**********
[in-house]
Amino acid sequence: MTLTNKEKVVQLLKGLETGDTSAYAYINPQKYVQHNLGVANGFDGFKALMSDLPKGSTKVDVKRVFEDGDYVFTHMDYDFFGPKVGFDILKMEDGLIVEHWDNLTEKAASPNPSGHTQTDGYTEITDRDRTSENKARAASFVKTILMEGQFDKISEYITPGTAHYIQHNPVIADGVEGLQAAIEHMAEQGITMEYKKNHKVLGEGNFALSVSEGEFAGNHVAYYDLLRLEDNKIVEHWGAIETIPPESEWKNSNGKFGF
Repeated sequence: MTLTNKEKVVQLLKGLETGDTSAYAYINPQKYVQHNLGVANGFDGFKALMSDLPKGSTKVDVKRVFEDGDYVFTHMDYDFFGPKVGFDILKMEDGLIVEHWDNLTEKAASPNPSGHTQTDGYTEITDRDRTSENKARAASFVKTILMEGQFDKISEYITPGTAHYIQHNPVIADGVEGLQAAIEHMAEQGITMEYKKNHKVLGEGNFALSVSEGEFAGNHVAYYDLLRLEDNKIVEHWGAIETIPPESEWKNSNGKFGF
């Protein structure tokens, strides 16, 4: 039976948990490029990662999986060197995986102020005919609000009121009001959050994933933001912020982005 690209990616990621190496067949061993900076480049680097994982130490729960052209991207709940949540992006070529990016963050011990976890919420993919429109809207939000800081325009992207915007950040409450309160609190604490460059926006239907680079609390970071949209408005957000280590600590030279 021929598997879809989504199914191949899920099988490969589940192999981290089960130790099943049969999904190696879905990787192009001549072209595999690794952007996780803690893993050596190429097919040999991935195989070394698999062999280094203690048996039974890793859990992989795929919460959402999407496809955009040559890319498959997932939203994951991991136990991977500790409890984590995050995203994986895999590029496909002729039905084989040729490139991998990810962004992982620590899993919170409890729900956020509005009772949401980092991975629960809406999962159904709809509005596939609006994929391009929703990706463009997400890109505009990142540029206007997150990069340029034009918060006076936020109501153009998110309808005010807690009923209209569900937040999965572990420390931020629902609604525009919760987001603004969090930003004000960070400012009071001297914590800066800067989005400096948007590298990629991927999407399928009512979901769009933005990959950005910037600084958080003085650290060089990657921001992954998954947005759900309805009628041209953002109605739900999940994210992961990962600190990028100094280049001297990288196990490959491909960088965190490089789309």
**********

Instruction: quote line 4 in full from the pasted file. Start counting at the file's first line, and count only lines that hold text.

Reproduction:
């Protein structure tokens, strides 16, 4: 039976948990490029990662999986060197995986102020005919609000009121009001959050994933933001912020982005 690209990616990621190496067949061993900076480049680097994982130490729960052209991207709940949540992006070529990016963050011990976890919420993919429109809207939000800081325009992207915007950040409450309160609190604490460059926006239907680079609390970071949209408005957000280590600590030279 021929598997879809989504199914191949899920099988490969589940192999981290089960130790099943049969999904190696879905990787192009001549072209595999690794952007996780803690893993050596190429097919040999991935195989070394698999062999280094203690048996039974890793859990992989795929919460959402999407496809955009040559890319498959997932939203994951991991136990991977500790409890984590995050995203994986895999590029496909002729039905084989040729490139991998990810962004992982620590899993919170409890729900956020509005009772949401980092991975629960809406999962159904709809509005596939609006994929391009929703990706463009997400890109505009990142540029206007997150990069340029034009918060006076936020109501153009998110309808005010807690009923209209569900937040999965572990420390931020629902609604525009919760987001603004969090930003004000960070400012009071001297914590800066800067989005400096948007590298990629991927999407399928009512979901769009933005990959950005910037600084958080003085650290060089990657921001992954998954947005759900309805009628041209953002109605739900999940994210992961990962600190990028100094280049001297990288196990490959491909960088965190490089789309």